• Incorporating artwork that depicts nature can solidify the connection between indoors and outdoors.

Depending on your preferences, there's no shortage of creative ways to bring biophilia into your home.

Exterior Biophilic Design

Exterior biophilic design is equally important to its interior counterpart, serving as the first line of interaction between the building and the environment. The outer shell of your home can embrace biophilic principles by strategically using materials, textures, and colors that blend with the surrounding landscape. 

When selecting your home's exterior, consider factors such as:

  • Local climate

  • Maintenance requirements

  • Aesthetic preferences

  • Environmental impact

Likewise, when we talk about exterior siding, the focus shifts to eco-friendly materials that are sustainable and durable, reducing environmental impact while enhancing the structure's aesthetic appeal. With the right siding contractor, you can select materials such as stone, wood, metal, stucco, and vinyl that can be customized to suit your individual needs.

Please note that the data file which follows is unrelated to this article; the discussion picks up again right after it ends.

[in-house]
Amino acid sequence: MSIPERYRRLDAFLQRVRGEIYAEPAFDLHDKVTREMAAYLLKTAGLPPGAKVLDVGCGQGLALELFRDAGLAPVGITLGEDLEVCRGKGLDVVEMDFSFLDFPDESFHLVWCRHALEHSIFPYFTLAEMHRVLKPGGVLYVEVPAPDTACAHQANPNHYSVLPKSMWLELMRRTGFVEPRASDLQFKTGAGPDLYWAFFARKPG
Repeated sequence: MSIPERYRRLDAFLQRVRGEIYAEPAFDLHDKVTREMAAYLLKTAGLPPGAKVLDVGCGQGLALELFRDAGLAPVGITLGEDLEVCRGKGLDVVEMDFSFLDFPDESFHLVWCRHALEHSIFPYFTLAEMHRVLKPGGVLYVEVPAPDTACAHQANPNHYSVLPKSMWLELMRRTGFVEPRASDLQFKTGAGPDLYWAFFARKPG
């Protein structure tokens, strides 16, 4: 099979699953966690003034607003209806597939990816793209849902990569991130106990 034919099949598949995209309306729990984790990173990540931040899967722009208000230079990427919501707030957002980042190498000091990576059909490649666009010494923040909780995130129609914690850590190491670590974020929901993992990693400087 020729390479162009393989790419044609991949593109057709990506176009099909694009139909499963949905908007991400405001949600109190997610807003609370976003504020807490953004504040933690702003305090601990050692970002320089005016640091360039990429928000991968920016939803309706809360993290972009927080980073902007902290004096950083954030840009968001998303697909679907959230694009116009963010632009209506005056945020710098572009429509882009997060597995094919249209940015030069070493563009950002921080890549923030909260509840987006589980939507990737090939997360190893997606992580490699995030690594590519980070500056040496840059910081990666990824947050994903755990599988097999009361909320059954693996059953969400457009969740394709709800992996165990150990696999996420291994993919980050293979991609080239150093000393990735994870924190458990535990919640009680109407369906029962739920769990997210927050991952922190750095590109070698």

In addition, the use of green walls, or vertical gardens, on the exterior provides visual appeal and helps insulate the building, reduce urban heat, and support biodiversity.

Renovating for Biophilic Design 

If you're contemplating a home renovation, incorporating biophilic design can transform your space into a nurturing, natural haven. Biophilic design principles can be integrated at any scale, from subtle touches to significant structural changes.

Biophilic Shapes